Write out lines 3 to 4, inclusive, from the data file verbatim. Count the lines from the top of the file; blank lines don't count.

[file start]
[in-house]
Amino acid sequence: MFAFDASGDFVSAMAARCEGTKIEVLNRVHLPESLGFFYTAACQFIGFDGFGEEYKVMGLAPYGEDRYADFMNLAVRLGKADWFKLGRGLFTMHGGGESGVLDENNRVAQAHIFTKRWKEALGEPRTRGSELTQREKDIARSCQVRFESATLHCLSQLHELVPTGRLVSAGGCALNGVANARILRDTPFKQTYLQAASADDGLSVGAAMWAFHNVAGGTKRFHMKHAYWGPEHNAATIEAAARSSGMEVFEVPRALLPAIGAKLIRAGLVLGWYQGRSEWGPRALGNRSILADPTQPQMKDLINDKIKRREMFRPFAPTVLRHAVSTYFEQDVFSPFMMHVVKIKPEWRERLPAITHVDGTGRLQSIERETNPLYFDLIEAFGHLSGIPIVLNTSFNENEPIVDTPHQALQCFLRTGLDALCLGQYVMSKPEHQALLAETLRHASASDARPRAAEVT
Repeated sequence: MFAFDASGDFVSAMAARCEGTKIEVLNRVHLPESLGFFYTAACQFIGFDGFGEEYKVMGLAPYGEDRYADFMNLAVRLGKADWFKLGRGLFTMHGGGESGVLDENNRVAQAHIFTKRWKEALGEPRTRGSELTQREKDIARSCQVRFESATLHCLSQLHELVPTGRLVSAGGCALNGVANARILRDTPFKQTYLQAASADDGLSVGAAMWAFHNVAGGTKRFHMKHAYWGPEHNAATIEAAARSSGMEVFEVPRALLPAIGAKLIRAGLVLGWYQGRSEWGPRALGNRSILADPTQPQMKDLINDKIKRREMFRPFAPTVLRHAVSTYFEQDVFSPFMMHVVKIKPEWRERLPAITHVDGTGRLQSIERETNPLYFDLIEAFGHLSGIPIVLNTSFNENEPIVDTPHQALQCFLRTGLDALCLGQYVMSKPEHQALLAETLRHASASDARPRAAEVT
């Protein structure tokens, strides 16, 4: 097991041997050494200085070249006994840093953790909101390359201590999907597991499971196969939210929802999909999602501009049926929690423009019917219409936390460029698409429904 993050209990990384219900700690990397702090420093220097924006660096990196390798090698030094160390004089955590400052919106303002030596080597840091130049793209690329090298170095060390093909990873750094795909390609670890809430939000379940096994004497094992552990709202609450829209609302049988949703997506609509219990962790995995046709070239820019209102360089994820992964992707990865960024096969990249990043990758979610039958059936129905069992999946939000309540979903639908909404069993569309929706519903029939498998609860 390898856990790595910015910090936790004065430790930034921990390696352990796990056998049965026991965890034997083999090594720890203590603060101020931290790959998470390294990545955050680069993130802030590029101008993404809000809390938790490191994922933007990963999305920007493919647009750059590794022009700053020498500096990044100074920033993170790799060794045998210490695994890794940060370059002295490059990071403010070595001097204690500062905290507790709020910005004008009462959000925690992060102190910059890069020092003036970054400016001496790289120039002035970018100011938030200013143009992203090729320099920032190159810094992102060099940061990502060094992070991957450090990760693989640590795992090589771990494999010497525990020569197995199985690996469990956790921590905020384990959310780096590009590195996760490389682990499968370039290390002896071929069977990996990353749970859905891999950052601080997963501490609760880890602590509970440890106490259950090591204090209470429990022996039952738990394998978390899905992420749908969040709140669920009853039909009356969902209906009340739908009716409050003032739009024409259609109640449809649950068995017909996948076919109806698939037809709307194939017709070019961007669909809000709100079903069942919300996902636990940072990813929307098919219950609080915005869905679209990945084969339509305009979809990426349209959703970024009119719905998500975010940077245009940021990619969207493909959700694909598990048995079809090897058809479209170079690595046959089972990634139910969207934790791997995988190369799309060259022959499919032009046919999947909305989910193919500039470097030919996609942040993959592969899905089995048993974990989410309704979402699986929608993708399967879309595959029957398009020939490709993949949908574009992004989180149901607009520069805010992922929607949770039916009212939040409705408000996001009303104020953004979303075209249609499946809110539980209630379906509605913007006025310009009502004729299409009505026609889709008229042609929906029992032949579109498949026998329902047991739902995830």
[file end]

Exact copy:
Repeated sequence: MFAFDASGDFVSAMAARCEGTKIEVLNRVHLPESLGFFYTAACQFIGFDGFGEEYKVMGLAPYGEDRYADFMNLAVRLGKADWFKLGRGLFTMHGGGESGVLDENNRVAQAHIFTKRWKEALGEPRTRGSELTQREKDIARSCQVRFESATLHCLSQLHELVPTGRLVSAGGCALNGVANARILRDTPFKQTYLQAASADDGLSVGAAMWAFHNVAGGTKRFHMKHAYWGPEHNAATIEAAARSSGMEVFEVPRALLPAIGAKLIRAGLVLGWYQGRSEWGPRALGNRSILADPTQPQMKDLINDKIKRREMFRPFAPTVLRHAVSTYFEQDVFSPFMMHVVKIKPEWRERLPAITHVDGTGRLQSIERETNPLYFDLIEAFGHLSGIPIVLNTSFNENEPIVDTPHQALQCFLRTGLDALCLGQYVMSKPEHQALLAETLRHASASDARPRAAEVT
């Protein structure tokens, strides 16, 4: 097991041997050494200085070249006994840093953790909101390359201590999907597991499971196969939210929802999909999602501009049926929690423009019917219409936390460029698409429904 993050209990990384219900700690990397702090420093220097924006660096990196390798090698030094160390004089955590400052919106303002030596080597840091130049793209690329090298170095060390093909990873750094795909390609670890809430939000379940096994004497094992552990709202609450829209609302049988949703997506609509219990962790995995046709070239820019209102360089994820992964992707990865960024096969990249990043990758979610039958059936129905069992999946939000309540979903639908909404069993569309929706519903029939498998609860 390898856990790595910015910090936790004065430790930034921990390696352990796990056998049965026991965890034997083999090594720890203590603060101020931290790959998470390294990545955050680069993130802030590029101008993404809000809390938790490191994922933007990963999305920007493919647009750059590794022009700053020498500096990044100074920033993170790799060794045998210490695994890794940060370059002295490059990071403010070595001097204690500062905290507790709020910005004008009462959000925690992060102190910059890069020092003036970054400016001496790289120039002035970018100011938030200013143009992203090729320099920032190159810094992102060099940061990502060094992070991957450090990760693989640590795992090589771990494999010497525990020569197995199985690996469990956790921590905020384990959310780096590009590195996760490389682990499968370039290390002896071929069977990996990353749970859905891999950052601080997963501490609760880890602590509970440890106490259950090591204090209470429990022996039952738990394998978390899905992420749908969040709140669920009853039909009356969902209906009340739908009716409050003032739009024409259609109640449809649950068995017909996948076919109806698939037809709307194939017709070019961007669909809000709100079903069942919300996902636990940072990813929307098919219950609080915005869905679209990945084969339509305009979809990426349209959703970024009119719905998500975010940077245009940021990619969207493909959700694909598990048995079809090897058809479209170079690595046959089972990634139910969207934790791997995988190369799309060259022959499919032009046919999947909305989910193919500039470097030919996609942040993959592969899905089995048993974990989410309704979402699986929608993708399967879309595959029957398009020939490709993949949908574009992004989180149901607009520069805010992922929607949770039916009212939040409705408000996001009303104020953004979303075209249609499946809110539980209630379906509605913007006025310009009502004729299409009505026609889709008229042609929906029992032949579109498949026998329902047991739902995830």